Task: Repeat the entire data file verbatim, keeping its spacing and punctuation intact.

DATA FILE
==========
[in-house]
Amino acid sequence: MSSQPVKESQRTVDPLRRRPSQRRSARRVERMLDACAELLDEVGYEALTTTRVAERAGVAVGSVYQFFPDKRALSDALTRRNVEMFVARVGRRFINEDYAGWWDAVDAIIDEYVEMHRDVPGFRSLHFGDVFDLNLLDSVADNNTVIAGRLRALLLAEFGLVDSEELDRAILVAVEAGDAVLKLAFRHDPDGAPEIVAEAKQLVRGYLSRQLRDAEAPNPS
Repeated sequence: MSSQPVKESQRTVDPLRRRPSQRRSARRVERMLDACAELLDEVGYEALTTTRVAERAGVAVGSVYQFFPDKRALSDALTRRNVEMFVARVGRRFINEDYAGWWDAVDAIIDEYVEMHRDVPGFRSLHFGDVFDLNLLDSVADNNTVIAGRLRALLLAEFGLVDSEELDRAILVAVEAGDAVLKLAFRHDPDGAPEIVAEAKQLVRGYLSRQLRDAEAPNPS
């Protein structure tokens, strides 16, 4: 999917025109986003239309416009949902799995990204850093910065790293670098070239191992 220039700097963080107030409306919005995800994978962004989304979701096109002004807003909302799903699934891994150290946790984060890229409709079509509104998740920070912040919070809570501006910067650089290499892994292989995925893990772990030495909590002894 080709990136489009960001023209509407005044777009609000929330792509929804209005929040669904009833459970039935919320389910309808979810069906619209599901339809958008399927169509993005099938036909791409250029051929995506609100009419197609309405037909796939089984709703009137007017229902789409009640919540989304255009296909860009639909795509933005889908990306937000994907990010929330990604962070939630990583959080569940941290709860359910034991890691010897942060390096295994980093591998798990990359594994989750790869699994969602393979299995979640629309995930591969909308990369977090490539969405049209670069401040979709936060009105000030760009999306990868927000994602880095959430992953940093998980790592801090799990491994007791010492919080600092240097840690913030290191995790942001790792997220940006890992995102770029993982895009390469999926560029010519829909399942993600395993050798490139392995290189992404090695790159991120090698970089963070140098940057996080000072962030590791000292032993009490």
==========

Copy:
[in-house]
Amino acid sequence: MSSQPVKESQRTVDPLRRRPSQRRSARRVERMLDACAELLDEVGYEALTTTRVAERAGVAVGSVYQFFPDKRALSDALTRRNVEMFVARVGRRFINEDYAGWWDAVDAIIDEYVEMHRDVPGFRSLHFGDVFDLNLLDSVADNNTVIAGRLRALLLAEFGLVDSEELDRAILVAVEAGDAVLKLAFRHDPDGAPEIVAEAKQLVRGYLSRQLRDAEAPNPS
Repeated sequence: MSSQPVKESQRTVDPLRRRPSQRRSARRVERMLDACAELLDEVGYEALTTTRVAERAGVAVGSVYQFFPDKRALSDALTRRNVEMFVARVGRRFINEDYAGWWDAVDAIIDEYVEMHRDVPGFRSLHFGDVFDLNLLDSVADNNTVIAGRLRALLLAEFGLVDSEELDRAILVAVEAGDAVLKLAFRHDPDGAPEIVAEAKQLVRGYLSRQLRDAEAPNPS
């Protein structure tokens, strides 16, 4: 999917025109986003239309416009949902799995990204850093910065790293670098070239191992 220039700097963080107030409306919005995800994978962004989304979701096109002004807003909302799903699934891994150290946790984060890229409709079509509104998740920070912040919070809570501006910067650089290499892994292989995925893990772990030495909590002894 080709990136489009960001023209509407005044777009609000929330792509929804209005929040669904009833459970039935919320389910309808979810069906619209599901339809958008399927169509993005099938036909791409250029051929995506609100009419197609309405037909796939089984709703009137007017229902789409009640919540989304255009296909860009639909795509933005889908990306937000994907990010929330990604962070939630990583959080569940941290709860359910034991890691010897942060390096295994980093591998798990990359594994989750790869699994969602393979299995979640629309995930591969909308990369977090490539969405049209670069401040979709936060009105000030760009999306990868927000994602880095959430992953940093998980790592801090799990491994007791010492919080600092240097840690913030290191995790942001790792997220940006890992995102770029993982895009390469999926560029010519829909399942993600395993050798490139392995290189992404090695790159991120090698970089963070140098940057996080000072962030590791000292032993009490």